The "Promotion and Training Programme Women's Incorporation in Rural Development" is part of a 10-year long process of integrating rural women's concerns into development planning and project execution in Honduras, an effort spearheaded by UN organizations and supported primarily by the Government of the Netherlands.
Promotion of women's participation in production began in the 1970s with financial assistance offered by the United Nations System to the National Agrarian Institute of the Government of Honduras, with the goal of strengthening organized peasant groups who have benefitted from Agrarian Reform (called the "Reformed Sector"). Agricultural producers not benefitting from Agrarian Reform (the "Non-Reformed Sector") have been provided with services through the Ministry of Natural Resources; since the 1950s this has included activities for women, although these were primarily directed toward activities in the domestic sphere. In any case, rural development policy in Honduras has been oriented toward production, which was traditionally considered to be "men's" work.
The FAO project evolved out of a joint project of the United Nations Development Programme (UNDP) and the FAO.2 Directed to female members of families in the Reformed Sector, this women-specific project had a budget of $1,095,000 over three years (1983-1986) to implement technical training and develop a rotating credit fund for small productive projects. However, only five percent of the total budget was allocated to training for women.
2 Project symbol DP/HON/82/007 (1983-86).
The lack of a training component for rural women had a negative impact on the project. First, it allowed women to develop unrealistic expectations of monetary returns that could not be met because of their low level of skills and organizational capacity. Second, despite the modest success of some women's groups in the implementation of productive and marketing activities, the project's overall objectives were not attained. Forfeited loans amounted to 40-60 percent of all loans made, depending on the region. The absence of a good marketing strategy led to market losses that made it impossible to replenish the project's rotating fund.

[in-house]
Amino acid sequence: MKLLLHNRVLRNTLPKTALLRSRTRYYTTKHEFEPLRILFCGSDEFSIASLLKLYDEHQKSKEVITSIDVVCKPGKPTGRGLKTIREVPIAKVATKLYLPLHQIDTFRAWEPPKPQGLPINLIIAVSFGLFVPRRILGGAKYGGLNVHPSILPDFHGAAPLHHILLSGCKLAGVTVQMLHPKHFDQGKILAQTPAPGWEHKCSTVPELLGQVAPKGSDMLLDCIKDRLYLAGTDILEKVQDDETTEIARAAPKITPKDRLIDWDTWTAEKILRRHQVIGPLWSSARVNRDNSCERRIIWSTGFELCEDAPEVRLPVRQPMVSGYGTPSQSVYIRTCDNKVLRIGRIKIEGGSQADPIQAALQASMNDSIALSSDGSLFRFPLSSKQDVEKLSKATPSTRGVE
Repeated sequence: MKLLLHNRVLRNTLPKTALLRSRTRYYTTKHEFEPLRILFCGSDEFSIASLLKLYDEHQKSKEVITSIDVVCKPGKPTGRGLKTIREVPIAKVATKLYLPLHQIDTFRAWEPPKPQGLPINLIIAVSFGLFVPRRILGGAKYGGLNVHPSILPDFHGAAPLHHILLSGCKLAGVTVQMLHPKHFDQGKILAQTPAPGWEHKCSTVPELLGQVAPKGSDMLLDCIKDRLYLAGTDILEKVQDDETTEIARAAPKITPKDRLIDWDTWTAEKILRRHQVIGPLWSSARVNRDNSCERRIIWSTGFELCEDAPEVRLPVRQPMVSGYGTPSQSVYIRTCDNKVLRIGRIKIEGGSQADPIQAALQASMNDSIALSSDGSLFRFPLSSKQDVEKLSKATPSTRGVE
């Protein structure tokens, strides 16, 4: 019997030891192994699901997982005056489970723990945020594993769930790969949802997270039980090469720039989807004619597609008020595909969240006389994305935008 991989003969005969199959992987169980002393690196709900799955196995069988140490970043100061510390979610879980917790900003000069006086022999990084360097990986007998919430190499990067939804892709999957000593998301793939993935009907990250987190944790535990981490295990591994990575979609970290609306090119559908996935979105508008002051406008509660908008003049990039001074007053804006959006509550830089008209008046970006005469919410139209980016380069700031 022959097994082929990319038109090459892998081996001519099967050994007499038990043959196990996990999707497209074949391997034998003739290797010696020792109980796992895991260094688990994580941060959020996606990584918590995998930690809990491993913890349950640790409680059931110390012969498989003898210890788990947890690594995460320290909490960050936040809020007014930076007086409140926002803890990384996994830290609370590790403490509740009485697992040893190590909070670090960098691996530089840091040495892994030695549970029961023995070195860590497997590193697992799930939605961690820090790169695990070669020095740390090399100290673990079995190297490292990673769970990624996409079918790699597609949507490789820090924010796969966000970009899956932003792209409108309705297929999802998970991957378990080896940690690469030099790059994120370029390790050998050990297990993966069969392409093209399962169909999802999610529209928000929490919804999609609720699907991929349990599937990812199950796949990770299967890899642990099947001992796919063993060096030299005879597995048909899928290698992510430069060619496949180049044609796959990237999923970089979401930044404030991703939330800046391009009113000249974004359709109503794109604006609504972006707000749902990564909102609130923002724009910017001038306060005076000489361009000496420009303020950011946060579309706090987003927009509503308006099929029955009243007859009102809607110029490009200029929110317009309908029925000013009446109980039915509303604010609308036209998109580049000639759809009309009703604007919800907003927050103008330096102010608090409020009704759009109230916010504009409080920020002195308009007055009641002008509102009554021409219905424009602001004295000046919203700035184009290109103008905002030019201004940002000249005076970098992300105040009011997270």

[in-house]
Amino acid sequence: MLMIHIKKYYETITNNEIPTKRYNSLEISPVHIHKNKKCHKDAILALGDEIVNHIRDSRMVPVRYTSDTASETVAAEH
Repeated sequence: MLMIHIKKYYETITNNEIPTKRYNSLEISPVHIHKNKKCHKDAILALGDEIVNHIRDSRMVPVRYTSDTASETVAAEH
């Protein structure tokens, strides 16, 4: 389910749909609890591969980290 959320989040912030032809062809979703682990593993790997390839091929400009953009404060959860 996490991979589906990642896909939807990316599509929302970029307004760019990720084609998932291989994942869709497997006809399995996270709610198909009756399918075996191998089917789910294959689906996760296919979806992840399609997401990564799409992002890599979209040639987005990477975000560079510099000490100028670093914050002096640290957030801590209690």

The specific problems of women in the Reformed Sector were determined to be:
1) a high rate of illiteracy,
2) lack of motivation to assume new roles,
3) little awareness of production alternatives,
4) lack of time to participate in groups due to the demands of household activities.
It became clear that the grassroots women's activities in the UNDP/FAO project were not addressing the basic educational and organizational needs of women. National administrators and international development officials proposed a new project, focused solely on training rural women and sensitizing and training extensionists who worked with those women. The fundamental conviction behind the proposed new project was that economic activities could not take place without prior organization, and that training is a necessary tool for group organization. Supported with US$ 698 500 contributed by the Government of the Netherlands, the new project3 got underway in February 1986 and its first phase was completed in September 1989. FAO coordinated the project in collaboration with the two government agencies responsible for extension in Honduras -- the National Agrarian Institute and, later, the Ministry of Natural Resources.
3 Project symbol GCP/HON/013/NET (1986-89), also referred to as "Phase I" of the FAO project.
From the beginning, the FAO project aimed to strengthen rural women's organization, enhance awareness both from the bottom up and from the top down, develop appropriate agricultural training techniques, and train rural women to act as liaisons between the extension system and grassroots women's groups. Six regions were targeted by the project: Comayagua, Copán Choluteca, El Paraíso, Francisco Morazán, Olancho and Santa Barbara.